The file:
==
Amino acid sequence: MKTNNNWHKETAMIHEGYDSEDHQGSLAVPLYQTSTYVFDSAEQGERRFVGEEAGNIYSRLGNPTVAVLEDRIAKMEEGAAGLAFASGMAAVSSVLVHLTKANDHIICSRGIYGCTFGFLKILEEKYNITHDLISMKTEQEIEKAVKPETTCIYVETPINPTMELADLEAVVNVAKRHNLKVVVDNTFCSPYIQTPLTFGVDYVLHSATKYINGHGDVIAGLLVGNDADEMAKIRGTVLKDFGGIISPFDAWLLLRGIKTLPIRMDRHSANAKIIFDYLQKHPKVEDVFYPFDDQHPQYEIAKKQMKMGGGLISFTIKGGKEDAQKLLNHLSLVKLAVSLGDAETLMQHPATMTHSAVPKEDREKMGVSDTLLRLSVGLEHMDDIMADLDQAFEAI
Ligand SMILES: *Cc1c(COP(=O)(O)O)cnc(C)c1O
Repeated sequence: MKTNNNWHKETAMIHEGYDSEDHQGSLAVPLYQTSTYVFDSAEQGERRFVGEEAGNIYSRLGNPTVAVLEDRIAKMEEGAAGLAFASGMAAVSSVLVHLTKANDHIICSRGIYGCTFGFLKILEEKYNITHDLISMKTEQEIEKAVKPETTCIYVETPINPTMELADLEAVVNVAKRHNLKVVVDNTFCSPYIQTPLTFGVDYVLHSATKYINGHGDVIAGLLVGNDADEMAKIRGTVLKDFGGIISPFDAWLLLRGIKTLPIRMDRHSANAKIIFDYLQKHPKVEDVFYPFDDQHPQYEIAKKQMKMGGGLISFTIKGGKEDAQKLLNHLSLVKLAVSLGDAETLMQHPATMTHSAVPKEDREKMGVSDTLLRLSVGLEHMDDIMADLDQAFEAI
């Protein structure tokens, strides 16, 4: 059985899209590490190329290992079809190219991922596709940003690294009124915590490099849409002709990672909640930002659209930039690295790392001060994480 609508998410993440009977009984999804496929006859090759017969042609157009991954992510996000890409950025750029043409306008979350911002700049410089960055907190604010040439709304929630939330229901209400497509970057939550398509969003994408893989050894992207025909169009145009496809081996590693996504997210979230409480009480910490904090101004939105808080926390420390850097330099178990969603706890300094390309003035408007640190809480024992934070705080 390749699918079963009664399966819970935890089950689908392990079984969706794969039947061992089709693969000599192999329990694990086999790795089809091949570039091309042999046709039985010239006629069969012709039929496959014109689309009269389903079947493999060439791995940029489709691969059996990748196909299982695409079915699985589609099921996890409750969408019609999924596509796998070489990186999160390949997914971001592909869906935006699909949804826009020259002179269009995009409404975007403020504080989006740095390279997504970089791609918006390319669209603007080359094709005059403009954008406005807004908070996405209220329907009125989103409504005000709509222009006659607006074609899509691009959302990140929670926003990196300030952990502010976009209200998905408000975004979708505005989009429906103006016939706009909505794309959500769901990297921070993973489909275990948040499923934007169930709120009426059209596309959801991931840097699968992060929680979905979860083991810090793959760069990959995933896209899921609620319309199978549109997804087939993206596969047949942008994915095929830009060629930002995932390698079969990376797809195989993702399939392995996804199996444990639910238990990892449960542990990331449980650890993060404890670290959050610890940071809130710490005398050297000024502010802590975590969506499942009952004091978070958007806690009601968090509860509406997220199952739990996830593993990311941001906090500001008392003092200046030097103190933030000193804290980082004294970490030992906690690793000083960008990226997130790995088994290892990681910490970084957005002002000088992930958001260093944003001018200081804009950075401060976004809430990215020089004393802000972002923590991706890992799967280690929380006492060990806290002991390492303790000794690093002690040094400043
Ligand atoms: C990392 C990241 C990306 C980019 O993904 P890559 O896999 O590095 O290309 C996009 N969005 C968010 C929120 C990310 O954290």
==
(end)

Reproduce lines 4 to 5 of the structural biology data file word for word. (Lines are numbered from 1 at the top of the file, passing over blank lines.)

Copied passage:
């Protein structure tokens, strides 16, 4: 059985899209590490190329290992079809190219991922596709940003690294009124915590490099849409002709990672909640930002659209930039690295790392001060994480 609508998410993440009977009984999804496929006859090759017969042609157009991954992510996000890409950025750029043409306008979350911002700049410089960055907190604010040439709304929630939330229901209400497509970057939550398509969003994408893989050894992207025909169009145009496809081996590693996504997210979230409480009480910490904090101004939105808080926390420390850097330099178990969603706890300094390309003035408007640190809480024992934070705080 390749699918079963009664399966819970935890089950689908392990079984969706794969039947061992089709693969000599192999329990694990086999790795089809091949570039091309042999046709039985010239006629069969012709039929496959014109689309009269389903079947493999060439791995940029489709691969059996990748196909299982695409079915699985589609099921996890409750969408019609999924596509796998070489990186999160390949997914971001592909869906935006699909949804826009020259002179269009995009409404975007403020504080989006740095390279997504970089791609918006390319669209603007080359094709005059403009954008406005807004908070996405209220329907009125989103409504005000709509222009006659607006074609899509691009959302990140929670926003990196300030952990502010976009209200998905408000975004979708505005989009429906103006016939706009909505794309959500769901990297921070993973489909275990948040499923934007169930709120009426059209596309959801991931840097699968992060929680979905979860083991810090793959760069990959995933896209899921609620319309199978549109997804087939993206596969047949942008994915095929830009060629930002995932390698079969990376797809195989993702399939392995996804199996444990639910238990990892449960542990990331449980650890993060404890670290959050610890940071809130710490005398050297000024502010802590975590969506499942009952004091978070958007806690009601968090509860509406997220199952739990996830593993990311941001906090500001008392003092200046030097103190933030000193804290980082004294970490030992906690690793000083960008990226997130790995088994290892990681910490970084957005002002000088992930958001260093944003001018200081804009950075401060976004809430990215020089004393802000972002923590991706890992799967280690929380006492060990806290002991390492303790000794690093002690040094400043
Ligand atoms: C990392 C990241 C990306 C980019 O993904 P890559 O896999 O590095 O290309 C996009 N969005 C968010 C929120 C990310 O954290």